Searching for kindred spirits


In the McNichols library, I talked to several students, but almost none knew of Ta-Nehisi Coates.

So, I reached out to a librarian and asked her if she knew of Coates.

“I don’t know too much, just that he wrote books about racial injustice,” she said.

An older gentleman offered a little more.

“I know that he’s a very good writer and political,” he said.

The gentleman would not give me his name but said he had read an article by Coates not long ago.

I talked to three more students and a public safety officer who I thought would have some knowledge about Coates but I was wrong.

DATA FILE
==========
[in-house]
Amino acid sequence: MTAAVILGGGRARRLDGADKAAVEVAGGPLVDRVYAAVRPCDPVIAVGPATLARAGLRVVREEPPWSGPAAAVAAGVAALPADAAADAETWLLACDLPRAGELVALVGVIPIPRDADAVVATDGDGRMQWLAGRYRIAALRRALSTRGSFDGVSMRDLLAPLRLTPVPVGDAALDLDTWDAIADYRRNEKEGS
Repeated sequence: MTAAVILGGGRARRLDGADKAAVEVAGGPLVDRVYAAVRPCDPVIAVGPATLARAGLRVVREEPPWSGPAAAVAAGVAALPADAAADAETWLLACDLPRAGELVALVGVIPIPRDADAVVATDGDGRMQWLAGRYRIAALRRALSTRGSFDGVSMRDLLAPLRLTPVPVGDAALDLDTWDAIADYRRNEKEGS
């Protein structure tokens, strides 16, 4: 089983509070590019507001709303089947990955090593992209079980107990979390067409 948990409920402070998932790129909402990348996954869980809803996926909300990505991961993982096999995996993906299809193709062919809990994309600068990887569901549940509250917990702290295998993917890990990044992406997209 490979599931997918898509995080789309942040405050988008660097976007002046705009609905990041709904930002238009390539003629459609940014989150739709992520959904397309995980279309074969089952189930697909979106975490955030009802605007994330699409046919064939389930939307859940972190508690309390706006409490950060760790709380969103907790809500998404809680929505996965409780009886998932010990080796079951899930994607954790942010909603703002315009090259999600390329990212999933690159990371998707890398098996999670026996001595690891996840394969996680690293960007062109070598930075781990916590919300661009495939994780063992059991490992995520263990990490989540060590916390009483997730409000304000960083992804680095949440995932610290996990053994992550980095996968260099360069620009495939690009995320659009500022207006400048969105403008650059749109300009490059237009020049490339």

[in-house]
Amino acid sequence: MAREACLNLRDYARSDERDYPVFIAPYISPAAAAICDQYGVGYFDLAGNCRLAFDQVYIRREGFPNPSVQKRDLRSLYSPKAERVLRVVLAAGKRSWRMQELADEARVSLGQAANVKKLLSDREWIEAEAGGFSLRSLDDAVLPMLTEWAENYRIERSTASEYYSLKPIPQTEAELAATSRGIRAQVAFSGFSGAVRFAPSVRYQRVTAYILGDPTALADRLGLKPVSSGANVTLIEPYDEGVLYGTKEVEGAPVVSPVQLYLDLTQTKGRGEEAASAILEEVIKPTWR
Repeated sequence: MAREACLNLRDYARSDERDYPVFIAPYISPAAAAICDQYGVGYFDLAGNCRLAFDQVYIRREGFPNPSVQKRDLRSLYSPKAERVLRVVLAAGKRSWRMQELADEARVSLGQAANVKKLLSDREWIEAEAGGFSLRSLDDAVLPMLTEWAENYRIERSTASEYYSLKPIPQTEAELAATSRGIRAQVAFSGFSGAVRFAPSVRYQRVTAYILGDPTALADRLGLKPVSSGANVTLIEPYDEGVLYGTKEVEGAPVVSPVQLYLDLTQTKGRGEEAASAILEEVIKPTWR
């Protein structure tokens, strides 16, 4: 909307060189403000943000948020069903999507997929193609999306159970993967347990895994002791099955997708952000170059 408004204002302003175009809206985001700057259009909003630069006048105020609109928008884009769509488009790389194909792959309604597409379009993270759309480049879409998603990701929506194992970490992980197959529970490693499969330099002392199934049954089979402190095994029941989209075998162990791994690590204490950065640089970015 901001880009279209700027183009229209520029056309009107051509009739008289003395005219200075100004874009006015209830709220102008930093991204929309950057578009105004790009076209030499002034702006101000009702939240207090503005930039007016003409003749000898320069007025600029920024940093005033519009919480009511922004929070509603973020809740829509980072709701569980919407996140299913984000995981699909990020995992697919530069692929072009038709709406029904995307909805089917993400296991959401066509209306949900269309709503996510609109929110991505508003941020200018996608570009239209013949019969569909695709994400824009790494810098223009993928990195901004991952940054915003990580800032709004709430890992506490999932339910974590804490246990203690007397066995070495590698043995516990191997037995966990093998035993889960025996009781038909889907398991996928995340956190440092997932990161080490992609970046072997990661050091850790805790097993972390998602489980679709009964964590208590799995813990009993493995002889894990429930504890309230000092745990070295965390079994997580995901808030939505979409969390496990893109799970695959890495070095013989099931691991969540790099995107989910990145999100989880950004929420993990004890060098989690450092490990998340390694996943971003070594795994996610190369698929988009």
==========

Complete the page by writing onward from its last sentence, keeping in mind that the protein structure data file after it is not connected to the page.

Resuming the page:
While speaking with the officer, another student overheard us talking and held up a book by Coates.

I sat next to the student, Ken Russ.

He is graduate student, and an alum of Howard University.

Coates is all anyone talks about in D.C., he said.

As we continued to speak, Russ showed me the book he was reading.

It was “Between the World and Me.”

“Actually an old professor recommended it. He said it was a must read,” said Russ. “I’m not too far into it yet but I’d recommend it to others.”

When asked if he knew about Coates coming to speak in Calihan Hall in April, he said yes.

“I got the email but I don’t know if I’ll be able to go,” he noted.

Russ and I talked a bit more, not just about Coates but about other black writers.

And then we said our goodbyes.